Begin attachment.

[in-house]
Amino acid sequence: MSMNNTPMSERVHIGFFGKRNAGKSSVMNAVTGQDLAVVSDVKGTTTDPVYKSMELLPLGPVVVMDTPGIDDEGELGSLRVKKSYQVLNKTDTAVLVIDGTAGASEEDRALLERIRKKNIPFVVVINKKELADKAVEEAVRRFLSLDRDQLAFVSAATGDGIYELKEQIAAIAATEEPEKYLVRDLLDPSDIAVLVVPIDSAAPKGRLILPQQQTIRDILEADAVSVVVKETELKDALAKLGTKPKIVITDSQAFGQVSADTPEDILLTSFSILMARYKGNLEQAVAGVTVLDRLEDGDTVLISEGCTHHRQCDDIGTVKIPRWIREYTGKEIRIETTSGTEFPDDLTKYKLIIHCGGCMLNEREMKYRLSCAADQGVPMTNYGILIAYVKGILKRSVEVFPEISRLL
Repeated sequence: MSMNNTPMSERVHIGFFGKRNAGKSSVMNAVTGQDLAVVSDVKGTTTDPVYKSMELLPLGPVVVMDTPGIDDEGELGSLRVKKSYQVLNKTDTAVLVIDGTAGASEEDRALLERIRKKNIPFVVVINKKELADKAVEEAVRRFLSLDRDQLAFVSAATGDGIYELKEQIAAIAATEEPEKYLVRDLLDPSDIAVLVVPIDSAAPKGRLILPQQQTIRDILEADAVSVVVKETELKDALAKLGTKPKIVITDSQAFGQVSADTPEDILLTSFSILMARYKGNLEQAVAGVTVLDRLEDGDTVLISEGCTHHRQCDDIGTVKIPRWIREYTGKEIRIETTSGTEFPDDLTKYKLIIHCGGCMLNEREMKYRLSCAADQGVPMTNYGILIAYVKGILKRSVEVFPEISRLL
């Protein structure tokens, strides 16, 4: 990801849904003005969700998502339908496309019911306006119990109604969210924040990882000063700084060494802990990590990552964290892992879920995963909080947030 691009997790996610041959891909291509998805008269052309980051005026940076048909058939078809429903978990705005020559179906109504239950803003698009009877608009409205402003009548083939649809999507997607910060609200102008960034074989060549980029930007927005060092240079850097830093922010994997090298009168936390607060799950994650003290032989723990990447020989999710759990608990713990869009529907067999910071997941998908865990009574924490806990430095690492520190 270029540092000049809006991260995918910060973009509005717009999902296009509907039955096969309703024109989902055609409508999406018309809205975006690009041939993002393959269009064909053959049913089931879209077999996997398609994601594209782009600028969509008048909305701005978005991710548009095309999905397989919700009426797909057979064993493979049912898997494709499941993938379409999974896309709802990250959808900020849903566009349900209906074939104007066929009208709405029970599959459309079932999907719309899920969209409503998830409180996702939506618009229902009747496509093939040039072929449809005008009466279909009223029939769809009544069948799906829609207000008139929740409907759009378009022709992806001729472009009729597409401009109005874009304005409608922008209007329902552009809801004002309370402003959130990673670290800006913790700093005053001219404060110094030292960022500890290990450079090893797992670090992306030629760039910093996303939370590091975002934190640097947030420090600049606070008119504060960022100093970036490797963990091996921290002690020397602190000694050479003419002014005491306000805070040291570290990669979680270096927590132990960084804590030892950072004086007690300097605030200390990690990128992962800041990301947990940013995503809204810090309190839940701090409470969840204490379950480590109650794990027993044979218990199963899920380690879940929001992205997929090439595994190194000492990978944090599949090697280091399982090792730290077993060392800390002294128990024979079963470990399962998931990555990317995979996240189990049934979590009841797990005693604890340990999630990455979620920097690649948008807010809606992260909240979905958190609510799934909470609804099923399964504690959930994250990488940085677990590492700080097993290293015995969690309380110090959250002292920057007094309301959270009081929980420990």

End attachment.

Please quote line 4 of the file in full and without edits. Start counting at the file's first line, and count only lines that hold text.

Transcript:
């Protein structure tokens, strides 16, 4: 990801849904003005969700998502339908496309019911306006119990109604969210924040990882000063700084060494802990990590990552964290892992879920995963909080947030 691009997790996610041959891909291509998805008269052309980051005026940076048909058939078809429903978990705005020559179906109504239950803003698009009877608009409205402003009548083939649809999507997607910060609200102008960034074989060549980029930007927005060092240079850097830093922010994997090298009168936390607060799950994650003290032989723990990447020989999710759990608990713990869009529907067999910071997941998908865990009574924490806990430095690492520190 270029540092000049809006991260995918910060973009509005717009999902296009509907039955096969309703024109989902055609409508999406018309809205975006690009041939993002393959269009064909053959049913089931879209077999996997398609994601594209782009600028969509008048909305701005978005991710548009095309999905397989919700009426797909057979064993493979049912898997494709499941993938379409999974896309709802990250959808900020849903566009349900209906074939104007066929009208709405029970599959459309079932999907719309899920969209409503998830409180996702939506618009229902009747496509093939040039072929449809005008009466279909009223029939769809009544069948799906829609207000008139929740409907759009378009022709992806001729472009009729597409401009109005874009304005409608922008209007329902552009809801004002309370402003959130990673670290800006913790700093005053001219404060110094030292960022500890290990450079090893797992670090992306030629760039910093996303939370590091975002934190640097947030420090600049606070008119504060960022100093970036490797963990091996921290002690020397602190000694050479003419002014005491306000805070040291570290990669979680270096927590132990960084804590030892950072004086007690300097605030200390990690990128992962800041990301947990940013995503809204810090309190839940701090409470969840204490379950480590109650794990027993044979218990199963899920380690879940929001992205997929090439595994190194000492990978944090599949090697280091399982090792730290077993060392800390002294128990024979079963470990399962998931990555990317995979996240189990049934979590009841797990005693604890340990999630990455979620920097690649948008807010809606992260909240979905958190609510799934909470609804099923399964504690959930994250990488940085677990590492700080097993290293015995969690309380110090959250002292920057007094309301959270009081929980420990």